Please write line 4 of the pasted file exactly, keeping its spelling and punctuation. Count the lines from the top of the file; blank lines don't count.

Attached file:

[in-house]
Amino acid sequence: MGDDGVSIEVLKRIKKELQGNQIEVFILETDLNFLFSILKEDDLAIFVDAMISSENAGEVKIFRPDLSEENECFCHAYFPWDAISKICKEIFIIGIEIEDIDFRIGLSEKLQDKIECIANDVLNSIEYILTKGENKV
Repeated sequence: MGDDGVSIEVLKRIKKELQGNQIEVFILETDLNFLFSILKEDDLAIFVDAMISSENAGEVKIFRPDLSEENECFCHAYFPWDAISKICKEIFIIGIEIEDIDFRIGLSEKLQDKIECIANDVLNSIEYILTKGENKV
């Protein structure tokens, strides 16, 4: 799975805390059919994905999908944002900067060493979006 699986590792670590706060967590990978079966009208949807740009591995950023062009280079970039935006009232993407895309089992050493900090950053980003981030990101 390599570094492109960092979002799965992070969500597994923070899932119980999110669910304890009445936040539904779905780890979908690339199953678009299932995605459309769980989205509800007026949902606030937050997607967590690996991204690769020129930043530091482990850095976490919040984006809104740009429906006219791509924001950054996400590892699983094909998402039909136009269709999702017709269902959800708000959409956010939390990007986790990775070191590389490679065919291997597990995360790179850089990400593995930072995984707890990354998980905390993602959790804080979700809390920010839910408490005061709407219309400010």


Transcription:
């Protein structure tokens, strides 16, 4: 799975805390059919994905999908944002900067060493979006 699986590792670590706060967590990978079966009208949807740009591995950023062009280079970039935006009232993407895309089992050493900090950053980003981030990101 390599570094492109960092979002799965992070969500597994923070899932119980999110669910304890009445936040539904779905780890979908690339199953678009299932995605459309769980989205509800007026949902606030937050997607967590690996991204690769020129930043530091482990850095976490919040984006809104740009429906006219791509924001950054996400590892699983094909998402039909136009269709999702017709269902959800708000959409956010939390990007986790990775070191590389490679065919291997597990995360790179850089990400593995930072995984707890990354998980905390993602959790804080979700809390920010839910408490005061709407219309400010």